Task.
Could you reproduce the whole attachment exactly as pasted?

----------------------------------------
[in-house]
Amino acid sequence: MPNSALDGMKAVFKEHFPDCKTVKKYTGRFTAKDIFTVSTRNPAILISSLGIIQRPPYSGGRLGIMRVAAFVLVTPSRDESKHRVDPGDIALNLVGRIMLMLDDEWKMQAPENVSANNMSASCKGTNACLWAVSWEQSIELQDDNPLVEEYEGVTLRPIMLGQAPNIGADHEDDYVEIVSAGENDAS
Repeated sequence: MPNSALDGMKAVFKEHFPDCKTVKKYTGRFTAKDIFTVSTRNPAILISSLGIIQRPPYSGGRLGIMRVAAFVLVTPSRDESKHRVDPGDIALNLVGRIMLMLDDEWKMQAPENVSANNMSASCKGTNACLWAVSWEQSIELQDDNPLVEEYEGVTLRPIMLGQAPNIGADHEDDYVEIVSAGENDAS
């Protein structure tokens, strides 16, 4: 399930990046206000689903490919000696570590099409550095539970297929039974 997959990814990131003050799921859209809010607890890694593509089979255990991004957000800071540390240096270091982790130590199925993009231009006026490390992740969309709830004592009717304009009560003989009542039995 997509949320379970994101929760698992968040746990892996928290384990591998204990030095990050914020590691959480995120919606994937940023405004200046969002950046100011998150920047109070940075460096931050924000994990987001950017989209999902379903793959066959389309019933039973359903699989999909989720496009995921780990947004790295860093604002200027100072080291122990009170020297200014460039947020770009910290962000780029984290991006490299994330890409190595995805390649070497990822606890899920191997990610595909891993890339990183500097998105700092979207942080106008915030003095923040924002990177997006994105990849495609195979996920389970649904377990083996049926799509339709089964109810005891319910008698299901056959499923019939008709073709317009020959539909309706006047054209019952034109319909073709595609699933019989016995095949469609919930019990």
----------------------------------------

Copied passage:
[in-house]
Amino acid sequence: MPNSALDGMKAVFKEHFPDCKTVKKYTGRFTAKDIFTVSTRNPAILISSLGIIQRPPYSGGRLGIMRVAAFVLVTPSRDESKHRVDPGDIALNLVGRIMLMLDDEWKMQAPENVSANNMSASCKGTNACLWAVSWEQSIELQDDNPLVEEYEGVTLRPIMLGQAPNIGADHEDDYVEIVSAGENDAS
Repeated sequence: MPNSALDGMKAVFKEHFPDCKTVKKYTGRFTAKDIFTVSTRNPAILISSLGIIQRPPYSGGRLGIMRVAAFVLVTPSRDESKHRVDPGDIALNLVGRIMLMLDDEWKMQAPENVSANNMSASCKGTNACLWAVSWEQSIELQDDNPLVEEYEGVTLRPIMLGQAPNIGADHEDDYVEIVSAGENDAS
């Protein structure tokens, strides 16, 4: 399930990046206000689903490919000696570590099409550095539970297929039974 997959990814990131003050799921859209809010607890890694593509089979255990991004957000800071540390240096270091982790130590199925993009231009006026490390992740969309709830004592009717304009009560003989009542039995 997509949320379970994101929760698992968040746990892996928290384990591998204990030095990050914020590691959480995120919606994937940023405004200046969002950046100011998150920047109070940075460096931050924000994990987001950017989209999902379903793959066959389309019933039973359903699989999909989720496009995921780990947004790295860093604002200027100072080291122990009170020297200014460039947020770009910290962000780029984290991006490299994330890409190595995805390649070497990822606890899920191997990610595909891993890339990183500097998105700092979207942080106008915030003095923040924002990177997006994105990849495609195979996920389970649904377990083996049926799509339709089964109810005891319910008698299901056959499923019939008709073709317009020959539909309706006047054209019952034109319909073709595609699933019989016995095949469609919930019990």